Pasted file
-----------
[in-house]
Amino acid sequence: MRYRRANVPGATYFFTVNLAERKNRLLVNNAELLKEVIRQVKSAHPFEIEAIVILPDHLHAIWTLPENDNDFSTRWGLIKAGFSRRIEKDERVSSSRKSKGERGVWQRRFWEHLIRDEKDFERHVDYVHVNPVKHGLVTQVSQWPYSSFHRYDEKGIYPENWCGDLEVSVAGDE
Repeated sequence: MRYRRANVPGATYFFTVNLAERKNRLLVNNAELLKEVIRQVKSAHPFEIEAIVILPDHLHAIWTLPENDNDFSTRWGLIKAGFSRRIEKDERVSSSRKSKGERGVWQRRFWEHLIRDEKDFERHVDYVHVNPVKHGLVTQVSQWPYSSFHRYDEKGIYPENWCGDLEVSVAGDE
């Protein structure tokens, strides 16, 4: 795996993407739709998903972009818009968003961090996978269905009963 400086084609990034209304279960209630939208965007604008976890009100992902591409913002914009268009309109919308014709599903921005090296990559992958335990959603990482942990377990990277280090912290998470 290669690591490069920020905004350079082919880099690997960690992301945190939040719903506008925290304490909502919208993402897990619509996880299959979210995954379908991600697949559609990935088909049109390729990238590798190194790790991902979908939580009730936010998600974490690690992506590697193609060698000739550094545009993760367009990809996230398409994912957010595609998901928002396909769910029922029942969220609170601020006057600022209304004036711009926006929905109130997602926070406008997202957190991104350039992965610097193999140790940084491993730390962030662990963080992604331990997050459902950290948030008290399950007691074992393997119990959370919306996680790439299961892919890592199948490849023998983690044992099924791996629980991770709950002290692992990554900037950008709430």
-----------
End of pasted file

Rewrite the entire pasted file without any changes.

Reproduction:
[in-house]
Amino acid sequence: MRYRRANVPGATYFFTVNLAERKNRLLVNNAELLKEVIRQVKSAHPFEIEAIVILPDHLHAIWTLPENDNDFSTRWGLIKAGFSRRIEKDERVSSSRKSKGERGVWQRRFWEHLIRDEKDFERHVDYVHVNPVKHGLVTQVSQWPYSSFHRYDEKGIYPENWCGDLEVSVAGDE
Repeated sequence: MRYRRANVPGATYFFTVNLAERKNRLLVNNAELLKEVIRQVKSAHPFEIEAIVILPDHLHAIWTLPENDNDFSTRWGLIKAGFSRRIEKDERVSSSRKSKGERGVWQRRFWEHLIRDEKDFERHVDYVHVNPVKHGLVTQVSQWPYSSFHRYDEKGIYPENWCGDLEVSVAGDE
């Protein structure tokens, strides 16, 4: 795996993407739709998903972009818009968003961090996978269905009963 400086084609990034209304279960209630939208965007604008976890009100992902591409913002914009268009309109919308014709599903921005090296990559992958335990959603990482942990377990990277280090912290998470 290669690591490069920020905004350079082919880099690997960690992301945190939040719903506008925290304490909502919208993402897990619509996880299959979210995954379908991600697949559609990935088909049109390729990238590798190194790790991902979908939580009730936010998600974490690690992506590697193609060698000739550094545009993760367009990809996230398409994912957010595609998901928002396909769910029922029942969220609170601020006057600022209304004036711009926006929905109130997602926070406008997202957190991104350039992965610097193999140790940084491993730390962030662990963080992604331990997050459902950290948030008290399950007691074992393997119990959370919306996680790439299961892919890592199948490849023998983690044992099924791996629980991770709950002290692992990554900037950008709430």